Katoomba Day Trip

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Posted 2019-08-06 by Bob Wozgafollow

Mid-winter and the forecast in the Blue Mountains is a dusting of snow above 800 metres. I haven't seen snow in Katoomba for a number of years and my son never has. With the car at the mechanics, the next best way to get to Katoomba is by train. A boring and laborious way to travel you may say, however, it is a great way to journey to through the mountains.

Having boarded the train at Parramatta rail station, I kick back in the comfortable seats with large windows enabling a great view. I put the headphones on and watch the suburbs change from horizons of apartment towers to quarter-acre blocks with fibro houses, to open spaces followed by eucalypt trees blowing in the strong wind while climbing through to Glenbrook. It's a nostalgic way to travel that brings back memories of my youth, carrying backpacks with provisions for a weekend adventure bushwalking in the Grose Valley.

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Arriving at Katoomba Rail Station, the chill mountain air hits my face as soon as I open the train door. A few grey clouds interrupt the sun and a strong wind sweeps along the platform. The prediction of snow may still happen. Opposite the station, the street is lined by early 1900s buildings housing pubs, galleries, antique stores and a fantastic camera museum that will have a photographic enthusiast captivated for quite a while.

Walking along the footpath, my son stops and stretches his hands out. With a beaming smile, floating around him a light shower of snow falls, just enough to dust his shoulders before quickly evaporating but snowing nonetheless. There is no shortage of cafes along Katoomba Street to stop for a hot chocolate and apple pie. Numerous heritage-listed buildings line the town's streets many still exhibit art deco interiors that add to the warmth, friendliness and quality of the shops. The iconic Paragon Café was forced to close its doors in May' but has thankfully reopened at a new address, 16 Katoomba Street' still, with its old-world charm. The Carrington Hotel still stands in all its majesty, a world where elegance was revered. For those looking for antiques and books, Macarthur's Arcade will have spellbound as you rediscover things that were in your grandfather's house when you were a child.

The beauty of Katoomba is its diversity. Old and new co-exist and each complements each other. In Beverly Place, Street art adorns the walls of buildings. Not mere graffiti, but murals some two and three stories tall. Each wall is a piece of art painted by local and national artists. Further up the street, 1960s styled neon signs advertise motels.

The wonderful thing about walking through these streets is you get to really see what is around you as opposed to glimpsing things while driving. You get to see through the windows of shops and cafes. You get to see the tourists, writers, poets and artists in the street. You take your time to look and are part of the surrounds, not just an observer.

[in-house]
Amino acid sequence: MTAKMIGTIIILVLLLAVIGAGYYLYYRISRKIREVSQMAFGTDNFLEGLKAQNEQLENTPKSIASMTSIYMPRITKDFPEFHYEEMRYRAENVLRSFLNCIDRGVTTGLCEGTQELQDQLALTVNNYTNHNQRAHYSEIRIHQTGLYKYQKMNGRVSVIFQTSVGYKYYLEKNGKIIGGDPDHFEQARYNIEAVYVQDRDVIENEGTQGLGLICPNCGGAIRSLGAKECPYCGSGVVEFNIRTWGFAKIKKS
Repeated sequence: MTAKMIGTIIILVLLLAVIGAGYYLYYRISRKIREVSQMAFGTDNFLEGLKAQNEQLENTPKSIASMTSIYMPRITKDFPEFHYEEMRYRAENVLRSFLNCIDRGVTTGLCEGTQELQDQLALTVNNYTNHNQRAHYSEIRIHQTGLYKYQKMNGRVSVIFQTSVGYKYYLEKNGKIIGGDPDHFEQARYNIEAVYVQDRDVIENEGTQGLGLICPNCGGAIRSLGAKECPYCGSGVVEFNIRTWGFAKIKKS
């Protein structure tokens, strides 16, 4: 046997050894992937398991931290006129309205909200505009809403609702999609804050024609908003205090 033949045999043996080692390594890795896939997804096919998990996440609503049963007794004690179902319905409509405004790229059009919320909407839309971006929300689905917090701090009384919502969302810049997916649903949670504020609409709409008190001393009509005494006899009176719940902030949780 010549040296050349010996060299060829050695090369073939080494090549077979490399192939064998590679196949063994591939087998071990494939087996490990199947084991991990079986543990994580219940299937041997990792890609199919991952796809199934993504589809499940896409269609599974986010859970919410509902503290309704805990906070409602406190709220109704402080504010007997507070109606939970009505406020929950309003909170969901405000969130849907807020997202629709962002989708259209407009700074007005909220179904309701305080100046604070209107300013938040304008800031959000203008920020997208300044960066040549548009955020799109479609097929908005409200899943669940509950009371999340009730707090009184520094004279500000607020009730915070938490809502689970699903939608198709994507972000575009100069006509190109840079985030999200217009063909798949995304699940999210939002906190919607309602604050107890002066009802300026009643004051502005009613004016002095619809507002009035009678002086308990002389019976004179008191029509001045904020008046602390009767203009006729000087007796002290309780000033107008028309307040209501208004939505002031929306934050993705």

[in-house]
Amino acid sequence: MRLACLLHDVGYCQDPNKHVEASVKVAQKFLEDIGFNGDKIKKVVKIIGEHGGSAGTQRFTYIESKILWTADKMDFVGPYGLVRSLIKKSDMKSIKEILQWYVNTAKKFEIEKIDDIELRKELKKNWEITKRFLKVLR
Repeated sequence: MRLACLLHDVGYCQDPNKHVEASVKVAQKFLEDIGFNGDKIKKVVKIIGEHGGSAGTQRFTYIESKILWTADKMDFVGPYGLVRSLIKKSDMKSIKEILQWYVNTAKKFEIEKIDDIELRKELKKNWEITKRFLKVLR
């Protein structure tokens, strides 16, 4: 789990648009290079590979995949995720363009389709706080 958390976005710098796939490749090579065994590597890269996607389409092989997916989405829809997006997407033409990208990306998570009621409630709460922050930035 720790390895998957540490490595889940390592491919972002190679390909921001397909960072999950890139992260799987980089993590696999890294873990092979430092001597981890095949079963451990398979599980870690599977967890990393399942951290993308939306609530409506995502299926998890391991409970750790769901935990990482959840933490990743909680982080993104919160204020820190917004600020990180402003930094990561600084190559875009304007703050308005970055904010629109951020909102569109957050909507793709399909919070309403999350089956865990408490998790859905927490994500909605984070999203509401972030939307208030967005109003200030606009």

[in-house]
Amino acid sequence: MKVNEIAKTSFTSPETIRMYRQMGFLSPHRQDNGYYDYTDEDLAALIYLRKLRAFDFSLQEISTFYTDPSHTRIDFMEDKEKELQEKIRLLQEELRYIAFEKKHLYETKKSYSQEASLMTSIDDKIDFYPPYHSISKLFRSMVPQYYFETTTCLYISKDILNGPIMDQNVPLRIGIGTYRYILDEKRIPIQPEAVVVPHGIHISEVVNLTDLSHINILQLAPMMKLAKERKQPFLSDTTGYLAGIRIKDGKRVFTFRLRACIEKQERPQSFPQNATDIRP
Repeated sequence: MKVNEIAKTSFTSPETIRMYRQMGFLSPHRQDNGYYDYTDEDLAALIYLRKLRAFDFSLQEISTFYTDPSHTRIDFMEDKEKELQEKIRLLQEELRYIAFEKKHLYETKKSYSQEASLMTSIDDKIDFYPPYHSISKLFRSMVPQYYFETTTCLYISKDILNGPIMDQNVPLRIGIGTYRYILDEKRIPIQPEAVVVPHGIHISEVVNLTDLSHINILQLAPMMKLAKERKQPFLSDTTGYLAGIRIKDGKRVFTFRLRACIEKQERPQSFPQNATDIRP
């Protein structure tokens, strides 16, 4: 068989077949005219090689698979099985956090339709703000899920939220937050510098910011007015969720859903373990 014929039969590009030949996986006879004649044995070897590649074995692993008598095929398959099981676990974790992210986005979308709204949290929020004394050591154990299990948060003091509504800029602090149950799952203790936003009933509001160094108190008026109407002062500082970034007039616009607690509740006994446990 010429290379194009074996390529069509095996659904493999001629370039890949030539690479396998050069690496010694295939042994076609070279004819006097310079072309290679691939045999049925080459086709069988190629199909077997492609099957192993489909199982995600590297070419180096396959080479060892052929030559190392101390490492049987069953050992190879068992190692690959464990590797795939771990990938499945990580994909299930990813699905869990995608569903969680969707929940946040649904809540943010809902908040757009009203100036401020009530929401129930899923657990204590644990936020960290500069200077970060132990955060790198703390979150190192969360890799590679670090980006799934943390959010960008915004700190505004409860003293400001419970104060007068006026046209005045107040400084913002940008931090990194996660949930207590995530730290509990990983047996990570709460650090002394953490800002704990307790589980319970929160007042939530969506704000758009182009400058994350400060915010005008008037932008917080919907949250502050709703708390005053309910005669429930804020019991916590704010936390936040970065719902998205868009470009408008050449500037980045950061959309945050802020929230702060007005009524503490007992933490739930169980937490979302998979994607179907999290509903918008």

A 40-minute walk from the middle of Katoomba will get you to The Three Sisters. Even with a lot of tourists, it is a breathtaking view looking into the wilderness of the Jamison valley and World Heritage-listed Blue Mountains. The tourist information centre has the usual souvenirs and a small food court supplies hot food and beverages. Picnic tables and shelters are in the surrounding park area.

An hour stroll along a designated path will bring you from the Three Sisters to Scenic World which offers views of the Jamison Valley. You can hop on the Skyway, cableway or railway for a greater look at the valley and cliff walls. Not just a favourite for international tourists, it is worth visiting and experiencing one or all of the rides. Various walks are available in the area catering for all levels of fitness and the scenery is spectacular, regardless of the season. Scenic World has been a tourist destination for decades and relics of past attractions are still visible. The Katoomba Falls Kiosk still stands but empty and the track of a roller coaster still ring the modern buildings. Billed as the world's scariest roller coaster, it was never open for use. Rumour has it that a number of sandbags disappeared off the edge of the cliffs during test runs.

Several festivals are held in the town throughout the year such as the Winter Festival held in June, the Elvis Festival 15th to 18th August 2019 and the Writers Festival 22nd to 25th August 2019.

As the sun began to set and the temperature began to fall, we walk back into town stopping in a vegetarian burger café to fill an empty space in our stomachs and wait for the evening train to take us home. As people start to fill the station platform, my son comments that he now appreciates that you can have adventures and see places without using the car. He is waiting for the next school holidays to take his friends on a train journey. To where I'm not sure, but they will go somewhere. The adventurer has awoken.

173805 - 2023-06-15 12:54:36


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